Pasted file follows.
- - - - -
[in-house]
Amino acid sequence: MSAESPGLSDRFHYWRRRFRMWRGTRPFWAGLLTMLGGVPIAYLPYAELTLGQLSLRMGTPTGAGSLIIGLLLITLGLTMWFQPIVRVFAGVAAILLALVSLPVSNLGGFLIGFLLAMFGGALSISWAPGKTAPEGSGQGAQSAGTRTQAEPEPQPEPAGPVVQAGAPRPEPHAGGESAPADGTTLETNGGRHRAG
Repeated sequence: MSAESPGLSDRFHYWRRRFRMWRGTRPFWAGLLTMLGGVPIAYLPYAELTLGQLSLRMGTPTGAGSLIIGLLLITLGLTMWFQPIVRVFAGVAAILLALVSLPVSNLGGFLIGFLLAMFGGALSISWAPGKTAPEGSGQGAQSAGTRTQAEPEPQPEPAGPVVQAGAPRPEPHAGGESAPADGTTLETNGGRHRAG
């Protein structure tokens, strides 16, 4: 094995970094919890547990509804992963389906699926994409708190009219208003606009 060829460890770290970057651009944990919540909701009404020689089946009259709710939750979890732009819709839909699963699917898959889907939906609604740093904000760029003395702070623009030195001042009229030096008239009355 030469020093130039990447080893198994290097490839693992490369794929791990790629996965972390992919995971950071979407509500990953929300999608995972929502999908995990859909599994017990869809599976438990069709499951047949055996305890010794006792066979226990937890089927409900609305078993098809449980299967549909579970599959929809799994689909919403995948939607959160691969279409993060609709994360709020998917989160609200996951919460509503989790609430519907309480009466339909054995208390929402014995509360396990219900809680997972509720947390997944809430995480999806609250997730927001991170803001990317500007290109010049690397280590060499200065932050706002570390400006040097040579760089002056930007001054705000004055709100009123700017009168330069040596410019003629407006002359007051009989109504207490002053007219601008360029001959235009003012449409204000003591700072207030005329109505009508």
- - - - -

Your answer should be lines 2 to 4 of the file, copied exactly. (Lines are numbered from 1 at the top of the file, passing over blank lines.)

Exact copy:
Amino acid sequence: MSAESPGLSDRFHYWRRRFRMWRGTRPFWAGLLTMLGGVPIAYLPYAELTLGQLSLRMGTPTGAGSLIIGLLLITLGLTMWFQPIVRVFAGVAAILLALVSLPVSNLGGFLIGFLLAMFGGALSISWAPGKTAPEGSGQGAQSAGTRTQAEPEPQPEPAGPVVQAGAPRPEPHAGGESAPADGTTLETNGGRHRAG
Repeated sequence: MSAESPGLSDRFHYWRRRFRMWRGTRPFWAGLLTMLGGVPIAYLPYAELTLGQLSLRMGTPTGAGSLIIGLLLITLGLTMWFQPIVRVFAGVAAILLALVSLPVSNLGGFLIGFLLAMFGGALSISWAPGKTAPEGSGQGAQSAGTRTQAEPEPQPEPAGPVVQAGAPRPEPHAGGESAPADGTTLETNGGRHRAG
């Protein structure tokens, strides 16, 4: 094995970094919890547990509804992963389906699926994409708190009219208003606009 060829460890770290970057651009944990919540909701009404020689089946009259709710939750979890732009819709839909699963699917898959889907939906609604740093904000760029003395702070623009030195001042009229030096008239009355 030469020093130039990447080893198994290097490839693992490369794929791990790629996965972390992919995971950071979407509500990953929300999608995972929502999908995990859909599994017990869809599976438990069709499951047949055996305890010794006792066979226990937890089927409900609305078993098809449980299967549909579970599959929809799994689909919403995948939607959160691969279409993060609709994360709020998917989160609200996951919460509503989790609430519907309480009466339909054995208390929402014995509360396990219900809680997972509720947390997944809430995480999806609250997730927001991170803001990317500007290109010049690397280590060499200065932050706002570390400006040097040579760089002056930007001054705000004055709100009123700017009168330069040596410019003629407006002359007051009989109504207490002053007219601008360029001959235009003012449409204000003591700072207030005329109505009508």